This screen gives another overview of all the columns that we’re planning to import.  Note that each column of which we’ve changed the type has gotten a nice yellow warning sign.  This happens because a data conversion needs to occur, and there’s always something that can go wrong when converting data.  The On Error and On Truncation columns show the action that should happen when such an event occurs.  We’ll leave them all at Use Global.  The Global settings are located at the bottom of the screen and are both set to Fail.  That’s the best option at the moment (the only other one is Ignore but that means you won’t get any notification in case of an error or truncation problem).

After clicking Next we end up at the Save and Run Package window.

SQL Server Import and Export Wizard - Save and Run Package

I have activated the Save SSIS Package checkbox and chose the Do not save sensitive data option.  By default it is saved in SQL Server, which is actually the MSDB.  That’s good because we’re going to examine the contents of the package later on so we want to keep it.

The Run immediately checkbox was activated by default.  This will execute the package in the last step of the wizard.

Another Next click and we’re on the Save SSIS Package screen.

SQL Server Import and Export Wizard - Save SSIS Package

Here we can give our package a decent name, such as ExcelImport.  You can also see the server on which I’m saving the package.

The final Next click brings us to the Complete the Wizard screen, woohoo!

 SQL Server Import and Export Wizard - Complete the Wizard

We can see a short overview of what we’ve configured in the previous steps.  Click Finish to execute and save the package!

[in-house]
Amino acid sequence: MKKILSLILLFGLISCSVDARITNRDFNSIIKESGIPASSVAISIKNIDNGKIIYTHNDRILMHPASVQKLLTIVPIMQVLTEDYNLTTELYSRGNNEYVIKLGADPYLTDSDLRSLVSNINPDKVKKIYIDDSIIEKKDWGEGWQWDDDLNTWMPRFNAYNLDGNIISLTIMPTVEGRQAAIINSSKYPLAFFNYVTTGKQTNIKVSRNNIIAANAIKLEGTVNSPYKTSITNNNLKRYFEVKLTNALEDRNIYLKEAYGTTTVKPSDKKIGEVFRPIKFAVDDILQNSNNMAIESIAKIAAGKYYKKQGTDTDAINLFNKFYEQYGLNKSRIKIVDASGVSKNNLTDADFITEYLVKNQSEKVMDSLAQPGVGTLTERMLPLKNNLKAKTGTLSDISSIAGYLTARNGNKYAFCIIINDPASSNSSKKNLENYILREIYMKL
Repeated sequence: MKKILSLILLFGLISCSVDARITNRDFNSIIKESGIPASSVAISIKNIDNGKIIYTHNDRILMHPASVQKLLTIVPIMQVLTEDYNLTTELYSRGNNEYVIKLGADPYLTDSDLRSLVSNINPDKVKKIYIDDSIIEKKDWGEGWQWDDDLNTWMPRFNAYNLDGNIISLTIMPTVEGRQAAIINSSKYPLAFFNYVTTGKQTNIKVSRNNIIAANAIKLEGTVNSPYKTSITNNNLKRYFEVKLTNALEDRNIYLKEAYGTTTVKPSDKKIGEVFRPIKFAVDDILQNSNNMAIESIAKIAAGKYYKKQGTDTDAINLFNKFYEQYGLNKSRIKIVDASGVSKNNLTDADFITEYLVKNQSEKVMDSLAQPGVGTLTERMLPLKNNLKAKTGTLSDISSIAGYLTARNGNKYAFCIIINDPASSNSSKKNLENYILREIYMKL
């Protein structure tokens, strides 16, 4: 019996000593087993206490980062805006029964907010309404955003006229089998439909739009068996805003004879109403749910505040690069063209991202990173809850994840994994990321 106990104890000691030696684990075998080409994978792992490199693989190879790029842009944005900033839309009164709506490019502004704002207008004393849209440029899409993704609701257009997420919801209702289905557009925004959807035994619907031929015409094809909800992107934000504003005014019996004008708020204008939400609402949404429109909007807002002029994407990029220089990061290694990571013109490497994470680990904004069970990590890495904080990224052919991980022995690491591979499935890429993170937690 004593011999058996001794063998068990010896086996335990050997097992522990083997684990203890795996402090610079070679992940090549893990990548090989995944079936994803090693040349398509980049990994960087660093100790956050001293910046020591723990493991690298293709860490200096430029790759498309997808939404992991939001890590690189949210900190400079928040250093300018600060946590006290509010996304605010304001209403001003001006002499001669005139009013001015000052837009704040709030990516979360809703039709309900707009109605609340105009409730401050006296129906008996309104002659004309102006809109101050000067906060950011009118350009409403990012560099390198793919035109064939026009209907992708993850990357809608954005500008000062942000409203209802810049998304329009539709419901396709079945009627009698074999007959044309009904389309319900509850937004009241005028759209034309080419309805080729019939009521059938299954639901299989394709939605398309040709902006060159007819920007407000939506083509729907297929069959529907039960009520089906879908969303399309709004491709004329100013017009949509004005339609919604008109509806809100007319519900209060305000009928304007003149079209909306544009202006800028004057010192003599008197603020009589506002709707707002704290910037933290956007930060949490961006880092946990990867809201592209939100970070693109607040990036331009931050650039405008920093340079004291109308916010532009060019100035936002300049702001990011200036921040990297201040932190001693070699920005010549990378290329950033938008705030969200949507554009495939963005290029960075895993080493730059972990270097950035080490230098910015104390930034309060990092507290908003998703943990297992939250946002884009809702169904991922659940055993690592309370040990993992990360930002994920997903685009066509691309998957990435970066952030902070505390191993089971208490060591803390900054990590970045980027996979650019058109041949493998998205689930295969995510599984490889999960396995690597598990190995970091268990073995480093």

SQL Server Import and Export Wizard - The execution was successful

And we’ve successfully executed the package!

Taking A Closer Look At The SSIS Package

When connecting to the Integration Services server (through SSMS for instance), I now have a new package in the root of the MSDB folder.

The ExcelImport SSIS package, stored in MSDB

It’s located there because I chose to save the package to SQL Server.

Adding An Existing Package To An SSIS Project

We’re now going to open it in the Business Intelligence Development Studio (aka BIDS).  So, open the BIDS and create a new SSIS Project (or use an existing one, doesn’t really matter).

Once the project is open, right-click the SSIS Packages folder in the Solution Explorer and select Add Existing Package.

Right-click SSIS Packages folder in Solution Explorer to Add Existing Package

That opens up the Add Copy of Existing Package window.

Sidenote: do you see that SSIS Import and Export Wizard option in the previous screenshot?  That’s right, the wizard that we’ve used extensively in the earlier part of this article can be launched from here as well.